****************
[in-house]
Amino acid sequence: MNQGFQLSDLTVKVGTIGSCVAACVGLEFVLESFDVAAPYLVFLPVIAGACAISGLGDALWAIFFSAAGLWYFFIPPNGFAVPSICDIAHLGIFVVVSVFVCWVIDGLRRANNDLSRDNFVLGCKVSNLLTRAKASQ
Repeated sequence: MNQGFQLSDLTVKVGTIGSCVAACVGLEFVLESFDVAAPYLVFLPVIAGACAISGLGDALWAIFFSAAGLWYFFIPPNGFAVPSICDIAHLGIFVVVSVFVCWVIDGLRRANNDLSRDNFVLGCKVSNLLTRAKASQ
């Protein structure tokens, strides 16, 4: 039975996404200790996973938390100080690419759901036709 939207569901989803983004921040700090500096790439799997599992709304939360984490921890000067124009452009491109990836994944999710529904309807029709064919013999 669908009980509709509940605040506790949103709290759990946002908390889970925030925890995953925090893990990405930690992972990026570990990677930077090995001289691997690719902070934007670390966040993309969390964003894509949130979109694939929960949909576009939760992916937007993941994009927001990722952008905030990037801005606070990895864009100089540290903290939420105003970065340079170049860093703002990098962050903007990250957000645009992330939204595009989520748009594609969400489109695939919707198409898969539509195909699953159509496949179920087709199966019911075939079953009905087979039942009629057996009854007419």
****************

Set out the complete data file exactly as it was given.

[in-house]
Amino acid sequence: MNQGFQLSDLTVKVGTIGSCVAACVGLEFVLESFDVAAPYLVFLPVIAGACAISGLGDALWAIFFSAAGLWYFFIPPNGFAVPSICDIAHLGIFVVVSVFVCWVIDGLRRANNDLSRDNFVLGCKVSNLLTRAKASQ
Repeated sequence: MNQGFQLSDLTVKVGTIGSCVAACVGLEFVLESFDVAAPYLVFLPVIAGACAISGLGDALWAIFFSAAGLWYFFIPPNGFAVPSICDIAHLGIFVVVSVFVCWVIDGLRRANNDLSRDNFVLGCKVSNLLTRAKASQ
């Protein structure tokens, strides 16, 4: 039975996404200790996973938390100080690419759901036709 939207569901989803983004921040700090500096790439799997599992709304939360984490921890000067124009452009491109990836994944999710529904309807029709064919013999 669908009980509709509940605040506790949103709290759990946002908390889970925030925890995953925090893990990405930690992972990026570990990677930077090995001289691997690719902070934007670390966040993309969390964003894509949130979109694939929960949909576009939760992916937007993941994009927001990722952008905030990037801005606070990895864009100089540290903290939420105003970065340079170049860093703002990098962050903007990250957000645009992330939204595009989520748009594609969400489109695939919707198409898969539509195909699953159509496949179920087709199966019911075939079953009905087979039942009629057996009854007419």